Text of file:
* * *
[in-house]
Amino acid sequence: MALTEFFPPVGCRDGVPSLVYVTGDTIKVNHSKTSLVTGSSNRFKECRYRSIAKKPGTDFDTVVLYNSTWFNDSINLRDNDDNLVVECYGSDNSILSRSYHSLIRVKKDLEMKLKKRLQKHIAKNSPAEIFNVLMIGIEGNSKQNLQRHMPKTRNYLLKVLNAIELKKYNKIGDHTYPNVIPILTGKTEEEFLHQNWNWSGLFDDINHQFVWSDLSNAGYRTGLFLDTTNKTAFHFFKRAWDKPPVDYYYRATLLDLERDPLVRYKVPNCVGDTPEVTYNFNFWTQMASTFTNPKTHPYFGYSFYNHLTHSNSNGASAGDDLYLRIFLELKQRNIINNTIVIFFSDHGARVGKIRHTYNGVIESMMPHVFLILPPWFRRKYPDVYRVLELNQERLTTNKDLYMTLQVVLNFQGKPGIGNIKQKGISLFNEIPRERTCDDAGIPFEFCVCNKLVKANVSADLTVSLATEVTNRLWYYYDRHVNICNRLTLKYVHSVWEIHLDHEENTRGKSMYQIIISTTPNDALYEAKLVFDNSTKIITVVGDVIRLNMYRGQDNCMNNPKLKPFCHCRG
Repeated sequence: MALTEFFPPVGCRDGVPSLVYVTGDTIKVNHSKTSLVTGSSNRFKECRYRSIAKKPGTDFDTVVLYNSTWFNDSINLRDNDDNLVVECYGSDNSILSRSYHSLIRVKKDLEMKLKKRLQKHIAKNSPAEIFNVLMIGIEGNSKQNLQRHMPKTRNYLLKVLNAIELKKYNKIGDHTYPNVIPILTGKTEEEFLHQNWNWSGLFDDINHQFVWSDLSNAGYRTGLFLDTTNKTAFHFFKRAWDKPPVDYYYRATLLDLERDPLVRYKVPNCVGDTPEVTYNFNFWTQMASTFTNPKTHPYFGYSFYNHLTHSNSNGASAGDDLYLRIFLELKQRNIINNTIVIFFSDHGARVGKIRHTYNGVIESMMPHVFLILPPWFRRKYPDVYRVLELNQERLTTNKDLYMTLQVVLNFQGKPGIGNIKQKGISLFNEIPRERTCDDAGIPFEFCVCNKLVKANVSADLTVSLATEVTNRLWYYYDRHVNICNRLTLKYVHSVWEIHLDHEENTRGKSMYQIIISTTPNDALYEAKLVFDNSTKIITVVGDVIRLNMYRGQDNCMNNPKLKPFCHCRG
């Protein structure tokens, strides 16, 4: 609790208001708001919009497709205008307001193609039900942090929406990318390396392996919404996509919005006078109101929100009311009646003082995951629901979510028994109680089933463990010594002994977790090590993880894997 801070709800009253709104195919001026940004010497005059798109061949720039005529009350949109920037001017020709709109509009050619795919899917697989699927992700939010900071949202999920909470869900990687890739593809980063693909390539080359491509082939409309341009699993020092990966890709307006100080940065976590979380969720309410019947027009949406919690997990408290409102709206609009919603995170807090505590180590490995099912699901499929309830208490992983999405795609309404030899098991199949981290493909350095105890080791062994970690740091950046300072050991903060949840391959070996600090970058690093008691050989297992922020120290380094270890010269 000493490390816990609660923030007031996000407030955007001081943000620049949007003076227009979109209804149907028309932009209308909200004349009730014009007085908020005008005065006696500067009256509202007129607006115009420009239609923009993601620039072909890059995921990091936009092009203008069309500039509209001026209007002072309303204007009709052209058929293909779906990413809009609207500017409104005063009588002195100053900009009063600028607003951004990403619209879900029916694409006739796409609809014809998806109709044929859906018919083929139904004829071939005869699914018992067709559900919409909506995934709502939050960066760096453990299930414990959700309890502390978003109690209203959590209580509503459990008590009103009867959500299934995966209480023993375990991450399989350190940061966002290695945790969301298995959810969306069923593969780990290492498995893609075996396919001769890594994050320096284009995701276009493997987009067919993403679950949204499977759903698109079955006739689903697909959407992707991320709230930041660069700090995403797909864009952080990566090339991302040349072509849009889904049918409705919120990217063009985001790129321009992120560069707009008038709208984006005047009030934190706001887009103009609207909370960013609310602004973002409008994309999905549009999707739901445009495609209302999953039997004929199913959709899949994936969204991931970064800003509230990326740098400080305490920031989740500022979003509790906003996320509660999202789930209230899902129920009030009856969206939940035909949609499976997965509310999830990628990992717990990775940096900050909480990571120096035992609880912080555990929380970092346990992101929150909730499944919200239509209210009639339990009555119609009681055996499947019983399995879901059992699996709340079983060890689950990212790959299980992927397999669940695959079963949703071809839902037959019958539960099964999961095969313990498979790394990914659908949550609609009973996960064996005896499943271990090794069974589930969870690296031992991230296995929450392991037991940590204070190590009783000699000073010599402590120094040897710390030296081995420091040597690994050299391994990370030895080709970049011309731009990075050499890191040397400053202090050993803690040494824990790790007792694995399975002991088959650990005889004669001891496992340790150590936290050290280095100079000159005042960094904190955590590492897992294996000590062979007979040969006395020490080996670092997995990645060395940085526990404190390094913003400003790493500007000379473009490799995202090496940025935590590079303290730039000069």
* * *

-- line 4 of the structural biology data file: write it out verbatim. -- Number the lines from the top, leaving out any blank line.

């Protein structure tokens, strides 16, 4: 609790208001708001919009497709205008307001193609039900942090929406990318390396392996919404996509919005006078109101929100009311009646003082995951629901979510028994109680089933463990010594002994977790090590993880894997 801070709800009253709104195919001026940004010497005059798109061949720039005529009350949109920037001017020709709109509009050619795919899917697989699927992700939010900071949202999920909470869900990687890739593809980063693909390539080359491509082939409309341009699993020092990966890709307006100080940065976590979380969720309410019947027009949406919690997990408290409102709206609009919603995170807090505590180590490995099912699901499929309830208490992983999405795609309404030899098991199949981290493909350095105890080791062994970690740091950046300072050991903060949840391959070996600090970058690093008691050989297992922020120290380094270890010269 000493490390816990609660923030007031996000407030955007001081943000620049949007003076227009979109209804149907028309932009209308909200004349009730014009007085908020005008005065006696500067009256509202007129607006115009420009239609923009993601620039072909890059995921990091936009092009203008069309500039509209001026209007002072309303204007009709052209058929293909779906990413809009609207500017409104005063009588002195100053900009009063600028607003951004990403619209879900029916694409006739796409609809014809998806109709044929859906018919083929139904004829071939005869699914018992067709559900919409909506995934709502939050960066760096453990299930414990959700309890502390978003109690209203959590209580509503459990008590009103009867959500299934995966209480023993375990991450399989350190940061966002290695945790969301298995959810969306069923593969780990290492498995893609075996396919001769890594994050320096284009995701276009493997987009067919993403679950949204499977759903698109079955006739689903697909959407992707991320709230930041660069700090995403797909864009952080990566090339991302040349072509849009889904049918409705919120990217063009985001790129321009992120560069707009008038709208984006005047009030934190706001887009103009609207909370960013609310602004973002409008994309999905549009999707739901445009495609209302999953039997004929199913959709899949994936969204991931970064800003509230990326740098400080305490920031989740500022979003509790906003996320509660999202789930209230899902129920009030009856969206939940035909949609499976997965509310999830990628990992717990990775940096900050909480990571120096035992609880912080555990929380970092346990992101929150909730499944919200239509209210009639339990009555119609009681055996499947019983399995879901059992699996709340079983060890689950990212790959299980992927397999669940695959079963949703071809839902037959019958539960099964999961095969313990498979790394990914659908949550609609009973996960064996005896499943271990090794069974589930969870690296031992991230296995929450392991037991940590204070190590009783000699000073010599402590120094040897710390030296081995420091040597690994050299391994990370030895080709970049011309731009990075050499890191040397400053202090050993803690040494824990790790007792694995399975002991088959650990005889004669001891496992340790150590936290050290280095100079000159005042960094904190955590590492897992294996000590062979007979040969006395020490080996670092997995990645060395940085526990404190390094913003400003790493500007000379473009490799995202090496940025935590590079303290730039000069």